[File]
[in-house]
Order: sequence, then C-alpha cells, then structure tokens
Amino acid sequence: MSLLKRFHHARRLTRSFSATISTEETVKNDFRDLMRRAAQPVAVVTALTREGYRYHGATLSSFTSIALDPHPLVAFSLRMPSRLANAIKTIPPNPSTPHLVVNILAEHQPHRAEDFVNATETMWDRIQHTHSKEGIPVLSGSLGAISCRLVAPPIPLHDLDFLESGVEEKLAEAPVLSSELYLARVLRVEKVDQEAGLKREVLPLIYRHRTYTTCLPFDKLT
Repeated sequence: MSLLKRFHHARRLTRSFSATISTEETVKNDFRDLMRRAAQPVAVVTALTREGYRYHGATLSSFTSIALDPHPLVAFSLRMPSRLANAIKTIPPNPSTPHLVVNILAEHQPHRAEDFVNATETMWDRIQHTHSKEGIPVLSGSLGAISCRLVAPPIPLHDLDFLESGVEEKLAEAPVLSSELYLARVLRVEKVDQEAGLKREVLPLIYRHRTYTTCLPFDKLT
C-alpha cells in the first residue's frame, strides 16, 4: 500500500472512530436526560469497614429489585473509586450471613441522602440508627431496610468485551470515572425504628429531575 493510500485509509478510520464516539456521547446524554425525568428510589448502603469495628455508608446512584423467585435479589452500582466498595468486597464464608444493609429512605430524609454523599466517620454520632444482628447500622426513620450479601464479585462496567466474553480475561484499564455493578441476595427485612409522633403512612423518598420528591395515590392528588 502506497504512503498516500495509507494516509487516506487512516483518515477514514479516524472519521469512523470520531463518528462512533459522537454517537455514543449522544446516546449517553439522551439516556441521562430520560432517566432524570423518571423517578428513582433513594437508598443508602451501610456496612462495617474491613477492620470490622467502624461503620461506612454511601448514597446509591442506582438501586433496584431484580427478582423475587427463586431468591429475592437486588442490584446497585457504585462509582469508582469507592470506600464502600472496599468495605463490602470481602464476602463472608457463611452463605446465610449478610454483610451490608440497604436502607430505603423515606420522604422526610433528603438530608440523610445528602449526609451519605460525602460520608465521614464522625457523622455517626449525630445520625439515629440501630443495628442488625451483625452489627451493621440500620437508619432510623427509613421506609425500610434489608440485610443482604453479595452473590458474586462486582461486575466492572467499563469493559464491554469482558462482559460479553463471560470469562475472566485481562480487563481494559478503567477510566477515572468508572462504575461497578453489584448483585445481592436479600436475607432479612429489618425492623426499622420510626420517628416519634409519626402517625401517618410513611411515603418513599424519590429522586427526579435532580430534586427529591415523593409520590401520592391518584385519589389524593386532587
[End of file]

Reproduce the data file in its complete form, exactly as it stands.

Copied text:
[in-house]
Order: sequence, then C-alpha cells, then structure tokens
Amino acid sequence: MSLLKRFHHARRLTRSFSATISTEETVKNDFRDLMRRAAQPVAVVTALTREGYRYHGATLSSFTSIALDPHPLVAFSLRMPSRLANAIKTIPPNPSTPHLVVNILAEHQPHRAEDFVNATETMWDRIQHTHSKEGIPVLSGSLGAISCRLVAPPIPLHDLDFLESGVEEKLAEAPVLSSELYLARVLRVEKVDQEAGLKREVLPLIYRHRTYTTCLPFDKLT
Repeated sequence: MSLLKRFHHARRLTRSFSATISTEETVKNDFRDLMRRAAQPVAVVTALTREGYRYHGATLSSFTSIALDPHPLVAFSLRMPSRLANAIKTIPPNPSTPHLVVNILAEHQPHRAEDFVNATETMWDRIQHTHSKEGIPVLSGSLGAISCRLVAPPIPLHDLDFLESGVEEKLAEAPVLSSELYLARVLRVEKVDQEAGLKREVLPLIYRHRTYTTCLPFDKLT
C-alpha cells in the first residue's frame, strides 16, 4: 500500500472512530436526560469497614429489585473509586450471613441522602440508627431496610468485551470515572425504628429531575 493510500485509509478510520464516539456521547446524554425525568428510589448502603469495628455508608446512584423467585435479589452500582466498595468486597464464608444493609429512605430524609454523599466517620454520632444482628447500622426513620450479601464479585462496567466474553480475561484499564455493578441476595427485612409522633403512612423518598420528591395515590392528588 502506497504512503498516500495509507494516509487516506487512516483518515477514514479516524472519521469512523470520531463518528462512533459522537454517537455514543449522544446516546449517553439522551439516556441521562430520560432517566432524570423518571423517578428513582433513594437508598443508602451501610456496612462495617474491613477492620470490622467502624461503620461506612454511601448514597446509591442506582438501586433496584431484580427478582423475587427463586431468591429475592437486588442490584446497585457504585462509582469508582469507592470506600464502600472496599468495605463490602470481602464476602463472608457463611452463605446465610449478610454483610451490608440497604436502607430505603423515606420522604422526610433528603438530608440523610445528602449526609451519605460525602460520608465521614464522625457523622455517626449525630445520625439515629440501630443495628442488625451483625452489627451493621440500620437508619432510623427509613421506609425500610434489608440485610443482604453479595452473590458474586462486582461486575466492572467499563469493559464491554469482558462482559460479553463471560470469562475472566485481562480487563481494559478503567477510566477515572468508572462504575461497578453489584448483585445481592436479600436475607432479612429489618425492623426499622420510626420517628416519634409519626402517625401517618410513611411515603418513599424519590429522586427526579435532580430534586427529591415523593409520590401520592391518584385519589389524593386532587